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From Brainstorming to Bridge-Building at Northwest

From Brainstorming to Bridge-Building at Northwest photo
From Brainstorming to Bridge-Building at Northwest photo 2
Third-graders put their heads together and came up with bridge designs for a St. Patrick’s Day activity in Dana Herz’s class at Northwest Elementary School in the Amityville Union Free School District. 

Building materials included pipe cleaners, clay and paper cup. Each student came up with his or her idea, then the young engineers in every group discussed their plans and selected a design. When the projects were complete, Ms. Herz filled the cups with gold coins to see how much each bridge could hold. She added that the sturdiest bridges had multiple pipe cleaners in an arch and anchored into clay bases, resembling a rainbow.
 

Northwest Students Get in the Game

Northwest Students Get in the Game photo
Northwest Students Get in the Game photo 2
Northwest Students Get in the Game photo 3
Northwest Students Get in the Game photo 4
Skin in the Game learning has debuted at Northwest Elementary School as students are creating their own board games.

Several second- and third-grade classes are taking part in the initiative, which will eventually be expanded to the entire school. Skin in the Game supports the curriculum as students use their knowledge of different subject areas to create their games. They come up with a concept, create rules and directions and design game boards, pieces and question cards.

Math has been a popular choice for students as they explore the intricacies of game design. In Kelli Geilman’s third-grade class, one group worked on a multiplication and division game that has an “under the sea” theme. Juliane Roman and Stacey Tloczkowski’s class made a frog-themed game focusing on number sense and multiplication. 

Lori Heavey’s third-graders came up with “Escape from Northwest.” The board game starts at a picture of their school and ends at a picture of Park Avenue Memorial Elementary School, where they will attend in fourth grade. Questions are broken up in to four progressive levels: addition and subtraction, multiplication and division, single-step problems, and double-step problems.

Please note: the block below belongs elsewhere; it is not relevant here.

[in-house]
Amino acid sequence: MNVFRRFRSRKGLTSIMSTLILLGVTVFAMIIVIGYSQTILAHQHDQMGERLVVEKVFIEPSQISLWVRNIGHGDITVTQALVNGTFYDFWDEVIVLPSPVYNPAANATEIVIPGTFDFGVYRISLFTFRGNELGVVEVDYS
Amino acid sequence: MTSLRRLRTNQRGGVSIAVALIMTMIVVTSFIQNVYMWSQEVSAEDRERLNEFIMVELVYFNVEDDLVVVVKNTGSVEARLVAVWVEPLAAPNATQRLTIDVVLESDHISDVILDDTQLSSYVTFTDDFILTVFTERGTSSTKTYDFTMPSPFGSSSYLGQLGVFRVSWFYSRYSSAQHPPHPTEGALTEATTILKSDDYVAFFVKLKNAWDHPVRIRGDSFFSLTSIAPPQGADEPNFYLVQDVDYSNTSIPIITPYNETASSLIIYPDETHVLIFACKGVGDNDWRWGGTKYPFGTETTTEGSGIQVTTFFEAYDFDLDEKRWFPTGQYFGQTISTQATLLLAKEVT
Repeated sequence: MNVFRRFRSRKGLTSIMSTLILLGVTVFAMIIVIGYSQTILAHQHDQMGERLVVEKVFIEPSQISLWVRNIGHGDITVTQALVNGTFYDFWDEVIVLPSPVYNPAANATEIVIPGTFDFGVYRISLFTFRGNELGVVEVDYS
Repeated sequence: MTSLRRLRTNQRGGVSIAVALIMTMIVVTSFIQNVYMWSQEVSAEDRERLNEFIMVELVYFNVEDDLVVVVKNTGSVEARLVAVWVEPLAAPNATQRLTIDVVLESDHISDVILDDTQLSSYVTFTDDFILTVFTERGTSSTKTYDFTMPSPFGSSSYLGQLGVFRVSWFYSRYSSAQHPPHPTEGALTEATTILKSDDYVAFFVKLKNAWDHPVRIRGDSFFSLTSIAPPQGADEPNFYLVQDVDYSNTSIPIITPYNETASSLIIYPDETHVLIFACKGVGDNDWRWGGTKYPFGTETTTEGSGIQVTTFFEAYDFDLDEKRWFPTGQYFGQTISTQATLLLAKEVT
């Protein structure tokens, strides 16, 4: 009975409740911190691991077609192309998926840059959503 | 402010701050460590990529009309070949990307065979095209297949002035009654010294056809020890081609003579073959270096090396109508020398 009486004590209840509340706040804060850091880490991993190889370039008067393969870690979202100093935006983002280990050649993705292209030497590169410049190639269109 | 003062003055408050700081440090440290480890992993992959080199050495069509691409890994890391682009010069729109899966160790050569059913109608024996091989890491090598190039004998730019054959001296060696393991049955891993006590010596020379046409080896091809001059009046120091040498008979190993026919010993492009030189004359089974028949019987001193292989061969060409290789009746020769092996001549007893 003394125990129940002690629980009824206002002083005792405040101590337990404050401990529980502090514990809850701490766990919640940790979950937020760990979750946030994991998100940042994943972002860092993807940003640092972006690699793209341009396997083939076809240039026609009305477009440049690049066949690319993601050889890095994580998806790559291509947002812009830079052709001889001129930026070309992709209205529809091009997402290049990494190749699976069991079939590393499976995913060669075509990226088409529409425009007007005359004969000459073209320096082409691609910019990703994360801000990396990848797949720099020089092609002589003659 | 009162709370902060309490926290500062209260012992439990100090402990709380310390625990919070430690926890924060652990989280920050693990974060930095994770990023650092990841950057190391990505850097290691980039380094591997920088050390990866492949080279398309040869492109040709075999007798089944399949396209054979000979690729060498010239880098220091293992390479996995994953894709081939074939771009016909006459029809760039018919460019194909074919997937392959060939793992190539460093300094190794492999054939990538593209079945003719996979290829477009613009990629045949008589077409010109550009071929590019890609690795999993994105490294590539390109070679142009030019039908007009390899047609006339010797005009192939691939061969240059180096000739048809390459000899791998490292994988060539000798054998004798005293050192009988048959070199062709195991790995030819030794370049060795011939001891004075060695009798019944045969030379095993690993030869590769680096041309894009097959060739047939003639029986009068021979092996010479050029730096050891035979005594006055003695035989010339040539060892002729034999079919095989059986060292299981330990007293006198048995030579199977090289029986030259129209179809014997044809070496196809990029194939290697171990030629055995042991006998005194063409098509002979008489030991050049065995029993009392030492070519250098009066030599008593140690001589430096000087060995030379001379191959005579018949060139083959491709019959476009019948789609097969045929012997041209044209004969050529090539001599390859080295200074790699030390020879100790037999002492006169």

Skin in the Game also includes a technology component. Once students understand the basics of game design, they will transition into video game creation to learn about computer programming. 

The Skin in the Game initiative is funded through a federal Academic Enrichment grant that the district received last summer. Amityville was one of 38 school districts selected by the New York State Education Department to receive funds through the Every Student Succeeds Act for technology enhancement. Teachers from multiple schools were trained last summer during an in-district professional development session, and more staff will be trained in February. 
 

Books Build Bridges for Northwest Students

Books Build Bridges for Northwest Students photo
Third-graders made digital connections to celebrate their love of reading at Northwest Elementary School.

To mark World Read Aloud Day on Feb. 1, students in Lori Heavey’s class used their Chromebooks to read with children at other schools. Through Google Hangout, they participated in video chats with Melissa McCormack’s class at Park Avenue Memorial Elementary School and with a third-grade class at P.S. 193 in Queens. Children on each end of the connection selected books to share with their video pen pals.

Using Flipgrid, Ms. Heavey’s students recorded themselves reading aloud, and those videos were shared with a third-grade class in Uniondale. She said that students enjoyed the opportunity to read using a different medium.

VIDEO: Winter Wonderland

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Northwest Elementary School held its Winter Wonderland family learning night with literacy, math and science activities. 

Learning in a Winter Wonderland

Learning in a Winter Wonderland photo

Just hours before a light snow coated the ground, students and their families gathered to celebrate winter at Northwest Elementary School.

The school hosted its annual Winter Wonderland family learning night on Jan. 17. Activities celebrated art, literacy, math, music and science. It began with a sing-along in the cafeteria led by first-grade teacher Margaret Brooks, followed by a group game of winter bingo. Principal Kathleen Hyland and Assistant Principal Sonia Rodrigo called out the numbers, and winners got to take home prizes.

In classrooms, children made snowmen crafts, rolled dice and added up the numbers inside of paper snowmen and listened to winter-themed stories. They also mixed ingredients to create their own snow. As they left, students got to choose from dozens of free books to take home.



Monday, March 25, 2019